[linux-lvm] bug? shrink lv by specifying pv extent to be removed does not behave as expected

Roger Heflin rogerheflin at gmail.com
Sun Apr 9 18:53:08 UTC 2023

On Sun, Apr 9, 2023 at 1:21 PM Roland <devzero at web.de> wrote:
> > Well, if the LV is being used for anything real, then I don't know of
> > anything where you could remove a block in the middle and still have a
> > working fs.   You can only reduce fs'es (the ones that you can reduce)
> > by reducing off of the end and making it smaller.
> yes, that's clear to me.
> > It makes zero sense to be able to remove a block in the middle of a LV
> > used by just about everything that uses LV's as nothing supports being
> > able to remove a block in the middle.
> yes, that critics is totally valid. from a fs point of view you completely
> corrupt  the volume, that's clear to me.
> > What is your use case that you believe removing a block in the middle
> > of an LV needs to work?
> my use case is creating some badblocks script with lvm which intelligently
> handles and skips broken sectors on disks which can't be used otherwise...
> my plan is to scan a disk for usable sectors and map the logical volume
> around the broken sectors.
> whenever more sectors get broken, i'd like to remove the broken ones to have
> a usable lv without broken sectors.
> since you need to rebuild your data anyway for that disk, you can also
> recreate the whole logical volume.
> my question and my project is a little bit academic. i'd simply want to try
> out how much use you can have from some dead disks which are trash otherwise...
> the manpage is telling this:
>         Resize an LV by specified PV extents.
>         lvresize LV PV ...
>             [ -r|--resizefs ]
>             [ COMMON_OPTIONS ]
> so, that sounds like that i can resize in any direction by specifying extents.
> > Now if you really need to remove a specific block in the middle of the
> > LV then you are likely going to need to use pvmove with specific
> > blocks to replace those blocks with something else.
> yes, pvmove is the other approach for that.
> but will pvmove continue/finish by all means when moving extents located on a
> bad sector ?
> the data may be corrupted anywhy, so i thought it's better to skip it.
> what i'm really after is some "remap a physical extent to a healty/reserved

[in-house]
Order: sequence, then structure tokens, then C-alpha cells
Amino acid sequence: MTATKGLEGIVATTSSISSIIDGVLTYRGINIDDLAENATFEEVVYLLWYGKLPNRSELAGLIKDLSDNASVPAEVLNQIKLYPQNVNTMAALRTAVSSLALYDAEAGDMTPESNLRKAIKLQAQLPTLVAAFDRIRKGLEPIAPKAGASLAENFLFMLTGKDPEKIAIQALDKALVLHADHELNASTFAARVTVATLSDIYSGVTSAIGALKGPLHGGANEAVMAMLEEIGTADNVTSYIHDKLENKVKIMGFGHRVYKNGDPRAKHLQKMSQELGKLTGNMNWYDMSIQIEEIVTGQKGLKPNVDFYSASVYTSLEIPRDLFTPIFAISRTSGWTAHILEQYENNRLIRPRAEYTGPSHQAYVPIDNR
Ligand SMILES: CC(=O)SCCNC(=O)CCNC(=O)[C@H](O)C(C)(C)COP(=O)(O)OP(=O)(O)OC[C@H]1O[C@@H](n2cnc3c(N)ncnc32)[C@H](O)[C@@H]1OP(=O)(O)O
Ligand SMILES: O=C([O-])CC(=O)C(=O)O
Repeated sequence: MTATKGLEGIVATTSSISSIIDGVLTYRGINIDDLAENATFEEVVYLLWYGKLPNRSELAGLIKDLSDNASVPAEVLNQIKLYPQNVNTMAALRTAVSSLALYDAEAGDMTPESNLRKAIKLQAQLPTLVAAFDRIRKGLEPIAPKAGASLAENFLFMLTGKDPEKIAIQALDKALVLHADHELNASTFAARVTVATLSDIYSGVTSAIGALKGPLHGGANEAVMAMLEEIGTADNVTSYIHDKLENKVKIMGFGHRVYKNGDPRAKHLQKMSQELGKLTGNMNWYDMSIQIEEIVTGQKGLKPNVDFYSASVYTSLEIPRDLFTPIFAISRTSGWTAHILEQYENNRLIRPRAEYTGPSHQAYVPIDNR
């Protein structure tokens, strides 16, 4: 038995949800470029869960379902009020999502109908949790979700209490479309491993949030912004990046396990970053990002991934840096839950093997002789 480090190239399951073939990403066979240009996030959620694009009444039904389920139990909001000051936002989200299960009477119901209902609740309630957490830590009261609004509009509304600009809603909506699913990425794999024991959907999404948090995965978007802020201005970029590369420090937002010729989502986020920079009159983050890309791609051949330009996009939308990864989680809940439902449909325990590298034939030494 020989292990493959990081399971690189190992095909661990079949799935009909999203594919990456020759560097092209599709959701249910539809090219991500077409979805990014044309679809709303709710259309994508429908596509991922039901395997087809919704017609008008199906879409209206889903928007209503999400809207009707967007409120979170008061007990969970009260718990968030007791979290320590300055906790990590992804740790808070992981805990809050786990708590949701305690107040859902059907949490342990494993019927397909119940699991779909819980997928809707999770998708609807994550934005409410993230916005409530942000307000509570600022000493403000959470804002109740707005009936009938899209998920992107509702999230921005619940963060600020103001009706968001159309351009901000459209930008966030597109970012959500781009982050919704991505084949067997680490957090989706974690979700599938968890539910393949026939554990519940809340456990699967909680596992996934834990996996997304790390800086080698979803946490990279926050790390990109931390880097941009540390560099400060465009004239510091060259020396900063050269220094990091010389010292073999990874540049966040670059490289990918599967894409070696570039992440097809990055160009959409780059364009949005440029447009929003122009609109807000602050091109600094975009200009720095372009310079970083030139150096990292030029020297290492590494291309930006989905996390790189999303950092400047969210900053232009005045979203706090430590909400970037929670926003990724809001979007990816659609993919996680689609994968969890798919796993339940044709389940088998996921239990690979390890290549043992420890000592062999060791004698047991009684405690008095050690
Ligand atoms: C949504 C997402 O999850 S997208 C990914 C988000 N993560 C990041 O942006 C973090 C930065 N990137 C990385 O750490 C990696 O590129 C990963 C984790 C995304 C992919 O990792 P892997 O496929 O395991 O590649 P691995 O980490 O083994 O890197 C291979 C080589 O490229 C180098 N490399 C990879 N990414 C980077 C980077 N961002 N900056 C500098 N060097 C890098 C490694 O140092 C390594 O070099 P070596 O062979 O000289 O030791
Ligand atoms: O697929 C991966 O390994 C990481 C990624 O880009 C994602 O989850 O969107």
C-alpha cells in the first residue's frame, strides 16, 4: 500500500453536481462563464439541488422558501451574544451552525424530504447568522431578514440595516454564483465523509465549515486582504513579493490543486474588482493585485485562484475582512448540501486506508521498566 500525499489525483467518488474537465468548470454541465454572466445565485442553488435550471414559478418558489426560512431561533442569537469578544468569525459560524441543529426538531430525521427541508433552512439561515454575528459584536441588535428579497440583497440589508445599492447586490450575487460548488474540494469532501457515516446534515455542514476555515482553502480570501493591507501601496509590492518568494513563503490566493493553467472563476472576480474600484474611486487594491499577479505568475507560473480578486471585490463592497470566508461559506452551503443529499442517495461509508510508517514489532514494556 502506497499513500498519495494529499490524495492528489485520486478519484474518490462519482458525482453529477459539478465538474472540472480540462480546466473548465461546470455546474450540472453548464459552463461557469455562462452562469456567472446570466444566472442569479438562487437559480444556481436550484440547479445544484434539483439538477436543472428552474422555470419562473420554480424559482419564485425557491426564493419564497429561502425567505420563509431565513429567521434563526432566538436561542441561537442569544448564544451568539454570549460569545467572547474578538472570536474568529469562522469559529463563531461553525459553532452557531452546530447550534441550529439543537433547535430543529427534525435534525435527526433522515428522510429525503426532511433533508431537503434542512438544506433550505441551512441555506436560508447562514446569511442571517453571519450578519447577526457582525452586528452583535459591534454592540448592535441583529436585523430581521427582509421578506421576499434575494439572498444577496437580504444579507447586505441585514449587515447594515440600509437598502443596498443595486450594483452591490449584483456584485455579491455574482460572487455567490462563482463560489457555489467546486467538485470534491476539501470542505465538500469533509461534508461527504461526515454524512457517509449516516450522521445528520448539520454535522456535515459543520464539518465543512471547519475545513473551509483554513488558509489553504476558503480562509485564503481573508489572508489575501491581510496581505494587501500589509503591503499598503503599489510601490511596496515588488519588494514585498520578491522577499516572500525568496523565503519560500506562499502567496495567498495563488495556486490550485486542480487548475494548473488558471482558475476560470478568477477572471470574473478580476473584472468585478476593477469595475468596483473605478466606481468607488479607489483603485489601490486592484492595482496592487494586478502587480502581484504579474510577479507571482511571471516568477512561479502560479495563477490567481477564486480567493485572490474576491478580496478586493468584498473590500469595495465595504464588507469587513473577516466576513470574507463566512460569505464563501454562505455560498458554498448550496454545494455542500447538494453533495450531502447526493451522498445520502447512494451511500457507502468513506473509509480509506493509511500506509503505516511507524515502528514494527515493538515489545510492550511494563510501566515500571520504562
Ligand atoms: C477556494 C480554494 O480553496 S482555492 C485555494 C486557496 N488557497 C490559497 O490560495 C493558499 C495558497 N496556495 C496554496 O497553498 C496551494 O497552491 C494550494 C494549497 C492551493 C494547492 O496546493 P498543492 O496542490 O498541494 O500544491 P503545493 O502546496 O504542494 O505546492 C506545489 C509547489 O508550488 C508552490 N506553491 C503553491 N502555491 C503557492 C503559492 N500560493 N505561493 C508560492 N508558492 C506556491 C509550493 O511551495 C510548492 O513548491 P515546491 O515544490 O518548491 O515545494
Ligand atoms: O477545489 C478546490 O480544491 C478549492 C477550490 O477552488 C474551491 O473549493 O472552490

> section and let zfs selfheal do the rest".  just like "dismiss the problematic
> extents and replace with healthy extents".
> i'd better like remapping instead of removing a PE, as removing will invalidate
> the whole LV....
> roland

Create an LV per device, and when the device is replaced then lvremove
the devices list.  Once a sector/area is bad I would not trust the
sectors until you replace the device.  You may be able to try the
pvmove multiple times and the disk may be able to eventually rebuild
the data.

My experience with bad sectors is once it reports bad the disks will
often rewrite it at the same location and call it "good" when it is
going to report bad again almost immediately, or be a uselessly slow
sector.   Sometimes it will replace the sector on a
re-write/successful read but that seems unreliable.

On non-zfs fs'es I have found the "bad" file and renamed it
badfile.#### and put it in a dir called badblocks.  So long as the bad
block is in the file data then you can contain the badblock by
containing the bad file.   And since most of the disk will be file
data that should also be a management scheme not requiring a fs

The re-written sector may also be "slow" and it might be wise to treat
those sectors as bad, and in the "slow" sector case pvmove should
actually work.  For that you would need a badblocks that "timed" the
reads to disk and treats any sector taking longer that even say .25
seconds as slow/bad.   At 5400 rpm, .25/250ms translates to around 22
failed re-read tries.   If you time it you may have to do some testing
on the entire group of reads in smaller aligned sectors to figure out
which sector in the main read was bad.  If you scanned often enough
for slows you might catch them before they are completely bad.
Technically the disk is supposed to do that on its scans, but even
when I have turned the scans up to daily it does not seem to act

And I have usually found that the bad "units" are 8 units of 8
512-byte sectors for a total of around 32k (aligned on the disk).

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